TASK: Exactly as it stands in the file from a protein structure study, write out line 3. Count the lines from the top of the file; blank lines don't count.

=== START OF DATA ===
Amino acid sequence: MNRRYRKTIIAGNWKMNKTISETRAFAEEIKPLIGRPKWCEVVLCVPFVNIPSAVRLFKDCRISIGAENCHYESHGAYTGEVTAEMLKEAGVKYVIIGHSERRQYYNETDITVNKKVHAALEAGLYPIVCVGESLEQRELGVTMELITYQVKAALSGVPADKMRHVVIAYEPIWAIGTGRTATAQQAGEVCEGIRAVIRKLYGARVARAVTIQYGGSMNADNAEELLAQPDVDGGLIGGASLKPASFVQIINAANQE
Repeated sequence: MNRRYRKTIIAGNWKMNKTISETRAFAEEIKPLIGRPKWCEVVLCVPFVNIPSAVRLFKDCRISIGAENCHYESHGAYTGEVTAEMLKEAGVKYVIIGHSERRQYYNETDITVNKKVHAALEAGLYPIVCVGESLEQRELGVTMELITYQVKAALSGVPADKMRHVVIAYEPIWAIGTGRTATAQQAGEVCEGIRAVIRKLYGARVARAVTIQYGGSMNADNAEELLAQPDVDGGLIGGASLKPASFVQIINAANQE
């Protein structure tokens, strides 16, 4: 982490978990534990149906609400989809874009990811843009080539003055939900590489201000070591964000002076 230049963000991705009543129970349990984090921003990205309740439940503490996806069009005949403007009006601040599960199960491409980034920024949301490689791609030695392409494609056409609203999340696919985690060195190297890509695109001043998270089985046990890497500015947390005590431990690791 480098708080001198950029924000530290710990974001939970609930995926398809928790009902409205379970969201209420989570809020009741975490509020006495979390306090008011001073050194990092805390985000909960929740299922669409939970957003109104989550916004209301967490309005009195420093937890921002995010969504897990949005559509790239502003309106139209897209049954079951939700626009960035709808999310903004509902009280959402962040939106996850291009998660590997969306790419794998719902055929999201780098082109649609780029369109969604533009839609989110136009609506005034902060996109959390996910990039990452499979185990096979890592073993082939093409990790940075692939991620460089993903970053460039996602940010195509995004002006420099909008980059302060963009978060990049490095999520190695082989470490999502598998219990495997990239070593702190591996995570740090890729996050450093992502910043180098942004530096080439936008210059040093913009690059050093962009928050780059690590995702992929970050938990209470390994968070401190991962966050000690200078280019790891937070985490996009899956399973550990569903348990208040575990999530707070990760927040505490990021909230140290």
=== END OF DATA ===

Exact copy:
């Protein structure tokens, strides 16, 4: 982490978990534990149906609400989809874009990811843009080539003055939900590489201000070591964000002076 230049963000991705009543129970349990984090921003990205309740439940503490996806069009005949403007009006601040599960199960491409980034920024949301490689791609030695392409494609056409609203999340696919985690060195190297890509695109001043998270089985046990890497500015947390005590431990690791 480098708080001198950029924000530290710990974001939970609930995926398809928790009902409205379970969201209420989570809020009741975490509020006495979390306090008011001073050194990092805390985000909960929740299922669409939970957003109104989550916004209301967490309005009195420093937890921002995010969504897990949005559509790239502003309106139209897209049954079951939700626009960035709808999310903004509902009280959402962040939106996850291009998660590997969306790419794998719902055929999201780098082109649609780029369109969604533009839609989110136009609506005034902060996109959390996910990039990452499979185990096979890592073993082939093409990790940075692939991620460089993903970053460039996602940010195509995004002006420099909008980059302060963009978060990049490095999520190695082989470490999502598998219990495997990239070593702190591996995570740090890729996050450093992502910043180098942004530096080439936008210059040093913009690059050093962009928050780059690590995702992929970050938990209470390994968070401190991962966050000690200078280019790891937070985490996009899956399973550990569903348990208040575990999530707070990760927040505490990021909230140290």